• CliMigHealth primarily forms a collaborative platform between academics in the North and academics in the South. The network is composed in such a way that involvement from and ownership by the South is secured, thereby integrating a human rights based and equity-focused socially accountable multi-perspective approach.
  • Strategies: In order to achieve the mission, the network will engage with the following activities.
    • Research: The network (i) collects ‘grass root’ information on the impact of the climate change, migration and health(care) nexus on those affected and those at risk’; (ii) increases the knowledge base and understanding of the nexus’ complex mechanisms; and (iii) elaborates meaningful (health care) solutions to address the adverse health outcomes of climate change and migration. Research within the network is interdisciplinary, embraces a wide variety of methodologies and fosters collaboration between and within researchers in the South and the North. This should allow evaluation of health-determining interventions at micro, meso and macro level with special attention to what works, for whom, and where. Research findings from multiple disciplines (health sciences, social and political sciences, environmental and bio-engineering, economical) will be integrated in order to inform policy and policymakers.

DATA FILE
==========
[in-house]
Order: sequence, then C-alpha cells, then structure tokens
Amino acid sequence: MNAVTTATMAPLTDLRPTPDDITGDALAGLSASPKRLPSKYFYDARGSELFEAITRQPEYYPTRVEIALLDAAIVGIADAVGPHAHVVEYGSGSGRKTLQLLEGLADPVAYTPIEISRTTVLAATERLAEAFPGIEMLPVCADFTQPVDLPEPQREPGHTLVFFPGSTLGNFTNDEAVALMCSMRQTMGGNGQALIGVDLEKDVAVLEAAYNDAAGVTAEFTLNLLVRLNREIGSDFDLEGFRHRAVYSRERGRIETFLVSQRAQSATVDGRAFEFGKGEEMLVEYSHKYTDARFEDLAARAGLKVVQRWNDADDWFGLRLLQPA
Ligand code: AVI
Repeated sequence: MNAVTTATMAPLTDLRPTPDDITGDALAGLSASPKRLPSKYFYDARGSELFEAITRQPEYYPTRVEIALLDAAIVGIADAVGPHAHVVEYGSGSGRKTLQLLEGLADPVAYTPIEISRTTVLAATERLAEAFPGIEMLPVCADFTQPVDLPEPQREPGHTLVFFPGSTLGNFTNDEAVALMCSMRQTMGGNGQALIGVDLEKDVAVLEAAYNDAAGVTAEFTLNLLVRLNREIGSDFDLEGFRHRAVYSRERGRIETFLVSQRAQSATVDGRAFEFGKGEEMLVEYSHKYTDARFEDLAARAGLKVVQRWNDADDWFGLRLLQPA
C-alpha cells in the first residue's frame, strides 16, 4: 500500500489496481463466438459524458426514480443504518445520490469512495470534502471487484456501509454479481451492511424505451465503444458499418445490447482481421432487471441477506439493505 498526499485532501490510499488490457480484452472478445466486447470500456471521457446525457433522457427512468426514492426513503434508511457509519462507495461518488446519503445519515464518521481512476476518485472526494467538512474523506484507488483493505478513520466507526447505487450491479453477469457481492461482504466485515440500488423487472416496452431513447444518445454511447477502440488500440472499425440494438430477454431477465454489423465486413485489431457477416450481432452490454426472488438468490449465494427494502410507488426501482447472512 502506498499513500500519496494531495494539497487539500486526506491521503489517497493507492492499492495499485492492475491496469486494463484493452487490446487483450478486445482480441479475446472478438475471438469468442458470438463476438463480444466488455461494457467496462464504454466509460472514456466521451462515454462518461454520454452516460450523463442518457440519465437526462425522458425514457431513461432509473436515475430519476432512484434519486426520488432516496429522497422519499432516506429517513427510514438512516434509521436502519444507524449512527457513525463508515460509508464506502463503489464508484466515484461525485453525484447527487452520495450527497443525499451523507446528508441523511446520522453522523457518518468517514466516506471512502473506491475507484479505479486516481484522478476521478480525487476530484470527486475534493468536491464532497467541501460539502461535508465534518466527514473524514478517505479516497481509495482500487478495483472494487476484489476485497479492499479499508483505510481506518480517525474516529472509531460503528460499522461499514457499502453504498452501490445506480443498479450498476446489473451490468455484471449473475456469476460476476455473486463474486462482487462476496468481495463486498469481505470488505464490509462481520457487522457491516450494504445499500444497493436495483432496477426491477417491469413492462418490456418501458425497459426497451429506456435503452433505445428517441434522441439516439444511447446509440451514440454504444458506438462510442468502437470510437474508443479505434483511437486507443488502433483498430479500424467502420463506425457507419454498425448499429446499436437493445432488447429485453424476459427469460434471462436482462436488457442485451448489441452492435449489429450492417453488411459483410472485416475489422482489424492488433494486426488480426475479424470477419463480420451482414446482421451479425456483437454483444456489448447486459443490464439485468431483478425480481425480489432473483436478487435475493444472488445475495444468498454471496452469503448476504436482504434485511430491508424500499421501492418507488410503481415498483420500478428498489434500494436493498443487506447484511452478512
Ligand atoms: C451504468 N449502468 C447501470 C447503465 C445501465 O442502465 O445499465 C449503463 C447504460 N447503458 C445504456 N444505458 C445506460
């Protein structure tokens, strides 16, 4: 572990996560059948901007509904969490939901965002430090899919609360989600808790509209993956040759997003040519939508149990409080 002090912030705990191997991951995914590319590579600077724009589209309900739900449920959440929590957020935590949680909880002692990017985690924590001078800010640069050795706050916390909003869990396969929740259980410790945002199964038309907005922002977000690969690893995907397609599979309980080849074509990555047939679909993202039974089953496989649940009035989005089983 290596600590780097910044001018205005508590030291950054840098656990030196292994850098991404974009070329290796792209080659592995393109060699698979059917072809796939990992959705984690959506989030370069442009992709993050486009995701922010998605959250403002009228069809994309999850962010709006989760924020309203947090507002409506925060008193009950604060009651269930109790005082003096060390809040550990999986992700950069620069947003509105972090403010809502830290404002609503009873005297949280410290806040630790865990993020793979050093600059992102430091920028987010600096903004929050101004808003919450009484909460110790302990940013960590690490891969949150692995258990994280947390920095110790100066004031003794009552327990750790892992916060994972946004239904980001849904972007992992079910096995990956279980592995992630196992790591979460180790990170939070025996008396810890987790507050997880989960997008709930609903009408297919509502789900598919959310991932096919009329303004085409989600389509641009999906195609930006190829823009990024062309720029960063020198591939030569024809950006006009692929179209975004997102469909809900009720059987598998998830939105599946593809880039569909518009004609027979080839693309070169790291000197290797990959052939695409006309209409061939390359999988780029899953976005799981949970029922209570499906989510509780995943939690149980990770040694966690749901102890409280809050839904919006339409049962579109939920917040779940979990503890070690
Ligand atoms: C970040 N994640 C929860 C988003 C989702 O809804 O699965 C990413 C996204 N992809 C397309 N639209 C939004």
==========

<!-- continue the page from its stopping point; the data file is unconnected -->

• Education: CliMigHealth will provide support to existing interdisciplinary and international educational programs and will attract international students with various backgrounds and nationalities. Also in terms of education activities, the emphasis will be on interdisciplinary exchange, systems thinking, a complexity perspective around the nexus, and away from a one-size-fits-all approach.
    • Service to society: Through the network, CliMigHealth partners will offer scientific advice to policymakers (on request or on own initiative), organise participatory knowledge transfer of evidence-based information with civil society organisations, find the best solutions together with local stakeholders, and provide scientific input for NGOs and activist organizations with an emphasis on independence and scientific integrity. CliMigHealth will be able to build on the solid expertise of the network partners in translating research into policy advice for private and public decision makers and effective interventions, which will prove invaluable to endorse and add value to the findings produced within CliMigHealth. Finally, the network offers a platform where knowledge on the nexus between climate change, migration and health(care) is brought together to cater information seekers and to raise awareness around the theme among the broad public.